She smoothed her green skirt over tired knees. The cushions supporting her were thin but ample. Her book, as beautiful as the first read, but her attention would not follow.
Something in William’s death captured it all. The madness. The pain.
She sat back and clutched the book to her chest. Ellen’s wild eyes flashed through her memory. That dancing smile and her golden hair always won over scared girls: first time lovers, abandoned mothers. They traveled to offer up their children, looking for a better opportunity.
“We are the best,” Ellen always said. “Your daughter is safe with us.”
Her sweet tones rang in Amelia’s ears even now. Years after Ellen fled to the states, Amelia remained loyal. But her faults followed. Despite her desires to continue her work, Amelia fell into the same pattern as Ellen, the same delusions.
She thought of Jane. The first. A plump little baby with dimples like pie chimneys.
Her mother, Sarah, had suffered abuse. She was young and scared. “Please take her. Ellen promised you would. I cannot protect her.”
Amelia recalled the bruises. The dark circles. Drooping from her eyes. “Aye. I will care for her as if she were me own.”
Twenty babies later and resources were scarce. Her body grew fatigued beyond exhaustion. The weight of her eyelids slowed every muscle, confounded each midnight feeding. Diapers went unchanged. Disease, death, and royal punishment found her when she couldn’t find good help.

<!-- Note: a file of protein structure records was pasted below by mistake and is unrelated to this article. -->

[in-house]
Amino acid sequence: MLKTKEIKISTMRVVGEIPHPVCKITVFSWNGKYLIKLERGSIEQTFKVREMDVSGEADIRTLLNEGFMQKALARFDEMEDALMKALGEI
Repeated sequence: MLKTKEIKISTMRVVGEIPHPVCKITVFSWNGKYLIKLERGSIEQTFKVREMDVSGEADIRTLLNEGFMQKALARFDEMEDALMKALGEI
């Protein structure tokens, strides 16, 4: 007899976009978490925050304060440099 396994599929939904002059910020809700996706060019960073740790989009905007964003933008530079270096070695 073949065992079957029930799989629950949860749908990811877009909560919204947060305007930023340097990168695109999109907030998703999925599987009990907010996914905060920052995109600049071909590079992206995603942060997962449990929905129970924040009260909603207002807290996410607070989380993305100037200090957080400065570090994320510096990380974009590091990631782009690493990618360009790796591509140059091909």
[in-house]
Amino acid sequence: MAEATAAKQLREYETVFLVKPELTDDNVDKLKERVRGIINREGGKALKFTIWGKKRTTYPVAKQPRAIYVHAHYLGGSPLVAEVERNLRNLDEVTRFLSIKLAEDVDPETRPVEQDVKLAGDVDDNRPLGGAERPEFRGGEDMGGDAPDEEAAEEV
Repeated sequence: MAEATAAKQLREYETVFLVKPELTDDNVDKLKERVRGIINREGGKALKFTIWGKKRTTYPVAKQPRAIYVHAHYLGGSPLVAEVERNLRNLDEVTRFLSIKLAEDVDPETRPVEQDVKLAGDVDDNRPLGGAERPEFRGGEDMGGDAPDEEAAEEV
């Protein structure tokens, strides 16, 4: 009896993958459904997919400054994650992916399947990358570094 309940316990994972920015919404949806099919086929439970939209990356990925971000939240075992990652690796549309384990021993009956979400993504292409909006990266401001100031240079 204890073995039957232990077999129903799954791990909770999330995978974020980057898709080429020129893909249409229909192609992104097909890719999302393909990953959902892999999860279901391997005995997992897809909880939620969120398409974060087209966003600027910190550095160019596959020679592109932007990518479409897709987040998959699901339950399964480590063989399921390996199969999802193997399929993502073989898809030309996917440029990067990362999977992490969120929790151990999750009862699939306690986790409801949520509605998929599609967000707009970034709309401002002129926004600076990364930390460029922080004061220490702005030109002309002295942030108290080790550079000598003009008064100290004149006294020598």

A six month sentence drove her to sleep. It brewed.
Amelia grasped the chair as she thought of it all. William’s handprints still marked the fabric.
She rubbed the long imprints where his fingers had rested. A laugh erupted from deep within her ribcage. Alone in her home, free once more, she let her voice carry and soiled her breeches.
“I killed him like I killed them!” Her guilt leaked out.
Unable to refuse the spark of memories past, igniting the funeral pyres within, she barred her teeth and rocked back and forth. “I killed him.”
Her jaw locked in a painful clench. But she would not relax. She couldn’t. Everything was her fault. She fixed her gaze on the crystal by the hearth, mused on the liquor within. Just released from that cold slab again, her mind rushed back to the asylum.
“If I had died, he would have lived. He never would have done it.” She convinced herself.
Her wearied thoughts dampened. Not even two bottled of laudanum had been enough to end her pain. She knew the weight of her actions.